Climate change is an environmental issue that has impacted animals and humans alike. Climate change is now being placed in the hands of drones which monitor its effects; a group of Wake Forest researchers decided to use a drone, or unmanned aerial vehicle, to gather information about the western Amazon region in South America. The area is 3,000 miles wide and has 900 billion trees. It is also a major place for Earth’s weather patterns and climate.
The researchers’ goal is to predict the effects of climate change and to better understand it. Max Messinger, a graduate of Wake Forest’s biology department and the man who built the drone said that the temperature of leaves are an important part of the research. He also explained that the water that is put into the atmosphere impacts precipitation and the whole world. Messinger continues by saying that when people have a better understanding of leaf temperatures under different conditions, they can understand how much water is put into the atmosphere and how much carbon dioxide is removed from the atmosphere. These two factors help scientists understand what effect they will have on the climate if the temperature increases a few degrees.
The reason the researchers decided to use the drone was because it was difficult to get into the Andes Mountains, which is on the western border of the Amazon. They also thought it was hard to get the necessary information from the Andes. Miles Silman, a biology professor at Wake Forest, said that the satellite data on temperature and thermal distribution in the Amazon does not provide the necessary resolution to build correct data models.
The researchers use global positioning data, onboard stabilization systems and coordinates from compasses to gather information which is then put into mission planning software. The software creates a flight plan and that plan is given to the drone. The researchers then flip a switch to start the drone. The drone, a three-foot opticopter, can go as fast as 15 miles in 20 minutes; it carries a thermal imaging camera that gathers information on temperature readings, animal behavior and characteristics of leaves and flowers.
Climate change is now placed in the hands of not one but two drones; aside from the opticopter, a larger drone was used to collect information from the Earth’s atmosphere. The Global Hawk research aircraft flew to Guam in the western Pacific region to get information in the upper atmosphere, which helps researchers learn about changes to the Earth’s climate. The drone is part of the Airborne Tropical Tropopause Experiment; the experiment measures the chemical compositions and the moisture levels of the upper areas of the lowest layer of the Earth’s atmosphere.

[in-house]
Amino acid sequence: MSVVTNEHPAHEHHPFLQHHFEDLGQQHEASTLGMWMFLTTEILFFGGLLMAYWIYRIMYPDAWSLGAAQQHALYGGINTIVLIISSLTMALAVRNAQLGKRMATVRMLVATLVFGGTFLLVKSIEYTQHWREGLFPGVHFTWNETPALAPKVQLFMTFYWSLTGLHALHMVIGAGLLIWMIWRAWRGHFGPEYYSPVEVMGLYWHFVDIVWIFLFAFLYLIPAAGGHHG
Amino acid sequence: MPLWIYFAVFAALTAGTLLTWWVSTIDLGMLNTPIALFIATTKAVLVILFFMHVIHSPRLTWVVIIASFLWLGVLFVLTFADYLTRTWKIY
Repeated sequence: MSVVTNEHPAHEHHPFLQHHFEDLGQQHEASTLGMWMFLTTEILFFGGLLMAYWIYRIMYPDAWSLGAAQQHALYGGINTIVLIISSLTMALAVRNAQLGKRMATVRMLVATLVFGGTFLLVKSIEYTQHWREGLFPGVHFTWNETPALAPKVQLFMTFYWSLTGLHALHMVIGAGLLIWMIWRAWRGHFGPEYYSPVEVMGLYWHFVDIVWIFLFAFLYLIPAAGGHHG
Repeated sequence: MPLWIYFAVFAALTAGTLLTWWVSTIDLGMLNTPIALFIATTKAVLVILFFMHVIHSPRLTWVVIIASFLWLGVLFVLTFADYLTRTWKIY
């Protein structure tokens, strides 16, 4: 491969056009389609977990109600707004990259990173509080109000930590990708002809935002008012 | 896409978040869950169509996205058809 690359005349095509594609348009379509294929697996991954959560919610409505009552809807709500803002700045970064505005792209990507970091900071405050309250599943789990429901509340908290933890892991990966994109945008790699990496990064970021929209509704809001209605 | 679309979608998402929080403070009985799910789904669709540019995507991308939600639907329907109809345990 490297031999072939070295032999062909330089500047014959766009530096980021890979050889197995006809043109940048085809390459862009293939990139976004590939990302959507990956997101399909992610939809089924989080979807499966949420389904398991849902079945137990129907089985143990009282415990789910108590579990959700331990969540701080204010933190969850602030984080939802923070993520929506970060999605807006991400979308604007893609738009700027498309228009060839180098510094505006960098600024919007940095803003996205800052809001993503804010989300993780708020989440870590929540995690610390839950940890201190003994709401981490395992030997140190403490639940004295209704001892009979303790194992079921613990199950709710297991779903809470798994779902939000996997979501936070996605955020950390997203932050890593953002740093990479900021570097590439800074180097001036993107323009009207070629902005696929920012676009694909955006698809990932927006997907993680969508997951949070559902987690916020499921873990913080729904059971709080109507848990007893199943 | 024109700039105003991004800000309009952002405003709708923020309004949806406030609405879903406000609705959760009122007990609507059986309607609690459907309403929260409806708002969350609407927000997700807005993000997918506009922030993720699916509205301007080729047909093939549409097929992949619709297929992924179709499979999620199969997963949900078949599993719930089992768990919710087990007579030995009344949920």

The smallest change to this area can greatly impact the Earth’s climate. Scientists will use this data to understand the physical processes that occur in this part of the atmosphere as well as to make more accurate predictions about the climate. The Global Hawk is the most sophisticated drone out there and costs $200 million dollars. The drone has had 13 different instruments installed that can capture air samples and analyze gases, clouds and solar radiation for the experiment.
Climate change is now being placed in the capable hands of drones after two drones were used to learn more about the Earth’s atmosphere, which can teach scientists about climate change. The opticoptor was used to monitor the Andes Mountains, which scientists would otherwise not be able to explore because of its difficult climate. The first drone collects water temperature samples that can tell scientists how the atmosphere is affected when the temperature drops a few degrees. The second drone, called the Global Hawk aircraft, collects information about the Earth’s atmosphere. The drone flew to Guam to learn about the atmosphere in the western Pacific region; it is part of the Airborne Tropical Tropopause Experiment. The first flight happened near the end of January when it flew over Australia. No matter which drone is used, scientists are learning more information about how the Earth’s climate changes.
By Jordan Bonte